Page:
Challenges and opportunities

The banks in Switzerland faced numerous challenges in 2015. On the one hand, the continued low interest rate environment and strong competition led to significant pressure on margins. Regulations relating to capital requirements and tax transparency are driving up costs. Further to this, digitalisation had a strong influence on the general banking climate and accelerated structural change in the sector. It is still unclear how conditions will change for the Swiss banks as a result of the UK's decision to leave the EU (Brexit). The fact that most banks are reporting attractive earnings despite this difficult environment speaks to the ability of the Swiss banks to withstand crises as well as to their adaptability. In fact, the financial centre further strengthened its leading international position. For example, in the autumn of 2015, China Construction Bank became the first Chinese bank to receive a Swiss bank licence and opened its first branch in Zurich in January 2016. The SBA, together with other stakeholders, has been working towards establishing a renminbi hub since 2012. This holds significant long-term potential for the Swiss financial centre.

Martin Hess, Chief Economist at the SBA, explains: “Securing EU market access remains essential for further growth. In terms of employment, we are seeing a trend towards building up staff levels abroad; an indicator that the exportability of the financial centre is an issue. This trend must now be reversed through improved framework conditions. We must in particular succeed in finding a way to ensure cost-efficient regulation. The SBA has already developed recommendations for the government and regulatory authorities to this end. In particular, these include an independent regulatory inspection authority and a price tag for regulation.”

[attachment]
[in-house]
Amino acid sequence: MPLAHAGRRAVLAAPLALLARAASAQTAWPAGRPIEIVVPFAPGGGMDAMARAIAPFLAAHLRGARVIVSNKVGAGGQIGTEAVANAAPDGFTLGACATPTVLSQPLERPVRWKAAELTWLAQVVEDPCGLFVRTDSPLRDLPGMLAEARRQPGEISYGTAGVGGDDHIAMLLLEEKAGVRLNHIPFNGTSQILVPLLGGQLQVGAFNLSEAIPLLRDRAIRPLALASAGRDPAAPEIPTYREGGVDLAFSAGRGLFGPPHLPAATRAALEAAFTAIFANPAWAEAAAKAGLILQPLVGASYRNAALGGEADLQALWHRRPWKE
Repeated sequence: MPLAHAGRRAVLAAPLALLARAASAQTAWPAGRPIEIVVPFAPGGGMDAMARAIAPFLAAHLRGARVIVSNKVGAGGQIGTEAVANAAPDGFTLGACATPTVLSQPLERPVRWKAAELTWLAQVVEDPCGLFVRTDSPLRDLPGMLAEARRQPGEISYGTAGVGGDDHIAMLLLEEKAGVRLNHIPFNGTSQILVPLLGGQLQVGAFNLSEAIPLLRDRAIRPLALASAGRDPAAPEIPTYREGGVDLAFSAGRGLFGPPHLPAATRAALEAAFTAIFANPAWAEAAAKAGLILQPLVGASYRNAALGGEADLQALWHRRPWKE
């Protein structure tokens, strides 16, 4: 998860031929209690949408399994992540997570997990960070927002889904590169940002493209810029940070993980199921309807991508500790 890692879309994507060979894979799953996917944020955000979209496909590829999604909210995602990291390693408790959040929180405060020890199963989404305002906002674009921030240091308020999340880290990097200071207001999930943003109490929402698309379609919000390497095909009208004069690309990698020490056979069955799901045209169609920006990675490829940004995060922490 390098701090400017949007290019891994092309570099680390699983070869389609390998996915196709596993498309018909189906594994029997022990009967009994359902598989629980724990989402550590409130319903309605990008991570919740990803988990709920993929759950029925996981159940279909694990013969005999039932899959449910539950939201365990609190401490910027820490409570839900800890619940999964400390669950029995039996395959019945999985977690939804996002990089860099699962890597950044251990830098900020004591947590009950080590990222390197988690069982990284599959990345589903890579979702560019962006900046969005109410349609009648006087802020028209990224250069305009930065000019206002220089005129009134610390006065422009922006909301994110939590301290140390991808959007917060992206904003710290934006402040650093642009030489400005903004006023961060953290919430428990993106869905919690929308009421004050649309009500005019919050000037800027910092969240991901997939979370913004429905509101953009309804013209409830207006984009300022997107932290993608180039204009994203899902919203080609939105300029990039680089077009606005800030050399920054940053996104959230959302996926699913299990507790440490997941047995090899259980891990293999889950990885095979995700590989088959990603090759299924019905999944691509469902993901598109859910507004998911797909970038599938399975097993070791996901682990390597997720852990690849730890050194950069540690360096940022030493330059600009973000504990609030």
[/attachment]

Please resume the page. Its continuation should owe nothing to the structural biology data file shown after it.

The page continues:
Further information

The SBA’s annual Banking Barometer provides an overview of the key figures and developments in the Swiss banking centre. The study is based on data from the Swiss National Bank (SNB) as well as the results of surveys conducted with member institutions. The study will be presented to the public today at 9.30 a.m. in Zurich. This press release, the Banking Barometer 2016 and the presentation from Martin Hess can be found on our homepage www.swissbanking.org.

Re-launch of www.swissbanking.org

Today, the SBA also re-launched its website www.swissbanking.org. In addition to the customary content, we have prepared facts and figures relating to the banking and financial sector (including information from the current Banking Barometer) in an attractive and exportable format. Guidelines, statements and information regarding training, the financial sector and current issues can now be found even more easily and quickly. The new website maintains its adaptive design to ensure that you always find the same content, regardless of whether you access www.swissbanking.org from your PC, tablet, or smartphone. Our online magazine insight is now also available in a new, reader-friendly layout. The next edition of insight will be published on 21 September.